Defining public water policy
Public water policy is often understood strictly as the legislation and regulations that underpin water management. This Guide takes a holistic view of water policy that encompasses all efforts to define the rules, intent, and instruments with which governments manage human uses of water, control water pollution, and meet environmental water needs. It considers not only the legal and regulatory framework, but also the planning around water resource allocation and the implementation practices by water managers and other stakeholders that support this framework.
Defining the end goal: Sustainable water management
Sustainable water management (SWM) is a broad concept that means different things to different people. Environmentalists may focus on ensuring adequate environmental flows to sustain ecosystems. Human rights activists may consider SWM to be the point when all humans receive adequate supplies of safe water. Economists may think of it as when water pricing can sustain a system’s operational, maintenance, and capital costs over the long term. A business might think of it as when reliable access to a water resource is secured, thereby reducing business risks.
This Guide presents SWM as a balance of all these elements. At its most basic level, SWM is the management of water resources that holistically addresses equity, economy, and the environment in a way that maintains the supply and quality of water for a variety of needs over the long term and ensures meaningful participation by all affected stakeholders.
The elements of public water policy
Sustainable water management might be thought of as the state when four domains of sustainability are effectively implemented. They are:
- Social sustainability: Where all humans have equitable access to adequate and affordable water services to meet their health and livelihood requirements, and where citizens and communities play a meaningful role in water governance and decision-making.
- Environmental sustainability: Where water use and management does not compromise biodiversity, the functioning of habitats, or ecological or hydrological processes that are essential to society.
- Economic sustainability: Where water management is affordable and cost effective and economic costs and financial risks are understood, minimized, and balanced in a transparent, socially acceptable way.
- Institutional sustainability: Where institutions tasked with water management have sufficient resources and social legitimacy to function over the long term.
Defining responsible corporate engagement in water policy
A properly enforced, consistent policy and regulatory framework is essential to support SWM, and SWM is essential for businesses to effectively manage water-related risks. Corporate policy engagement is by definition a complement to, rather than a replacement for, water policy and supporting regulatory frameworks. As such, responsible (and by definition, effective) corporate engagement with water policy entails that companies contribute to shared policy goals and support policy that is developed and implemented in a way that is effective, equitable, and inclusive for all water users.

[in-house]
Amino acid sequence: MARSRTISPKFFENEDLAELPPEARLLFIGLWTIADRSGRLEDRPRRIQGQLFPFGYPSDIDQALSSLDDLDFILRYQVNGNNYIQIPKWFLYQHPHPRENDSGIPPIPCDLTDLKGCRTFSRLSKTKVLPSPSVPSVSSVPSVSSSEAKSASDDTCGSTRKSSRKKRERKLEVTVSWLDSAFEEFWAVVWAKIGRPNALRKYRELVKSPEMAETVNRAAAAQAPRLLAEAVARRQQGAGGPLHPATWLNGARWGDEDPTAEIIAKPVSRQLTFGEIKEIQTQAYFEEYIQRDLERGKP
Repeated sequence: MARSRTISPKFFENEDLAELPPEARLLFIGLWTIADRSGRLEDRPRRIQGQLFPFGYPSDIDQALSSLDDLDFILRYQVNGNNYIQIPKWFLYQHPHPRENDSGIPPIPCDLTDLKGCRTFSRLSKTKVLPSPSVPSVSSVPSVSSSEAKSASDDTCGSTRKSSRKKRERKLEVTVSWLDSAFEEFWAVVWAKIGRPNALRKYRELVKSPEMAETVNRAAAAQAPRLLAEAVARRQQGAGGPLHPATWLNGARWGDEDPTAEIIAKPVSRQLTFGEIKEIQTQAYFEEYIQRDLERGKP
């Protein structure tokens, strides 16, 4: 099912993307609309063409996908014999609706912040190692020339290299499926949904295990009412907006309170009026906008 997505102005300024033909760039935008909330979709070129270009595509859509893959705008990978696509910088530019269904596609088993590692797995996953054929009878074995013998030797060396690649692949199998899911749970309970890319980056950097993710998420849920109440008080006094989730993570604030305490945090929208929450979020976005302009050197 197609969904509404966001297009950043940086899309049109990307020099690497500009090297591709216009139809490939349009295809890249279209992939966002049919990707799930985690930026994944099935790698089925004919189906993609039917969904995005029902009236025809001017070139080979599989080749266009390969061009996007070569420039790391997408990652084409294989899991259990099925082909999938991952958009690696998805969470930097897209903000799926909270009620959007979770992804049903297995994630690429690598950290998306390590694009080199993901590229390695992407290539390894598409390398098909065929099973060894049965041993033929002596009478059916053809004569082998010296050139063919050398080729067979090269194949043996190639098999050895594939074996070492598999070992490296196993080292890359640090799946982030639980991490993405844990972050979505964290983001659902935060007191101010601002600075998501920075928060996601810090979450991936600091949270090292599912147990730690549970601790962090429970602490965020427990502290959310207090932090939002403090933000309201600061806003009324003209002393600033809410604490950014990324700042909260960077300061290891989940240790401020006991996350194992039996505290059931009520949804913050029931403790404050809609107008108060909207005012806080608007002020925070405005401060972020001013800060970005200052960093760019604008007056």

While corporate engagement with public policy has traditionally been understood as direct policy advocacy and lobbying, this Guide promotes a broader approach to corporate engagement in water policy, defining it as corporate water management initiatives that involve interaction with government entities ; local communities; and/or civil society organizations with the goal of advancing: 1) responsible internal company management of water resources within direct operations and supply chains in line with policy imperatives (e.g., legal compliance) and 2) the sustainable and equitable management of the catchment in which companies and their suppliers operate.
By its nature, water is fundamentally a local issue, either because local resource constraints or local supply schemes result in inadequate supply, or because the cumulative impacts of its use have negative consequences for other users, communities, or ecosystems. Including policy implementation at the local level highlights companies’ potential to directly influence and improve these local systems that create business risks.
Yet, water also has the unique quality of connecting sometimes distant upstream and downstream areas; in some places river basins span tens of thousands of kilometers. National water policy has a direct impact on what standards and regulations those catchments are managed against. Defining policy engagement to include engagement with local communities, civil society organizations, and stakeholders substantially broadens the scope of possible engagement actions. This expanded scope can include companies engaging communities while forming internal water policies, supporting academic research on new technologies and management practices, and cooperating with civil society groups to ensure environmental and basic human needs are met, to name a few.